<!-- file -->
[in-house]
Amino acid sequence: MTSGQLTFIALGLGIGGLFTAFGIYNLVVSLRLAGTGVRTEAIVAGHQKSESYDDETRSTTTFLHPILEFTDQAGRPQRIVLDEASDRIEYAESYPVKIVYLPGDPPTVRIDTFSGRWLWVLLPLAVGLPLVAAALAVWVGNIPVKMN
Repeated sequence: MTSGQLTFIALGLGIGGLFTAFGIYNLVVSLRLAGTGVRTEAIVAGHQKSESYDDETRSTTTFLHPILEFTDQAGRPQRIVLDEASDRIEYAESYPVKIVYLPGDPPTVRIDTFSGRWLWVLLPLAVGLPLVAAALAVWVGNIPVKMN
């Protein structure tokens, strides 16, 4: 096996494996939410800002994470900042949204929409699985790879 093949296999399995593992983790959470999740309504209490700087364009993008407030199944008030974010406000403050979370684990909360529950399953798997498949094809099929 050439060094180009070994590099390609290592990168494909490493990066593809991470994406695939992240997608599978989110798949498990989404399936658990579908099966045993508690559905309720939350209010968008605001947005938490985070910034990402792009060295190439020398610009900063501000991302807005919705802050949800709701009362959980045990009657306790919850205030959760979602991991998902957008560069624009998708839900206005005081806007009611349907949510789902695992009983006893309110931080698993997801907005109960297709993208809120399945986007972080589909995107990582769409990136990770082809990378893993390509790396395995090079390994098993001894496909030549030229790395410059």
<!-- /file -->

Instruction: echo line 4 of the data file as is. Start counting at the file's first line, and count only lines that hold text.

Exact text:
């Protein structure tokens, strides 16, 4: 096996494996939410800002994470900042949204929409699985790879 093949296999399995593992983790959470999740309504209490700087364009993008407030199944008030974010406000403050979370684990909360529950399953798997498949094809099929 050439060094180009070994590099390609290592990168494909490493990066593809991470994406695939992240997608599978989110798949498990989404399936658990579908099966045993508690559905309720939350209010968008605001947005938490985070910034990402792009060295190439020398610009900063501000991302807005919705802050949800709701009362959980045990009657306790919850205030959760979602991991998902957008560069624009998708839900206005005081806007009611349907949510789902695992009983006893309110931080698993997801907005109960297709993208809120399945986007972080589909995107990582769409990136990770082809990378893993390509790396395995090079390994098993001894496909030549030229790395410059």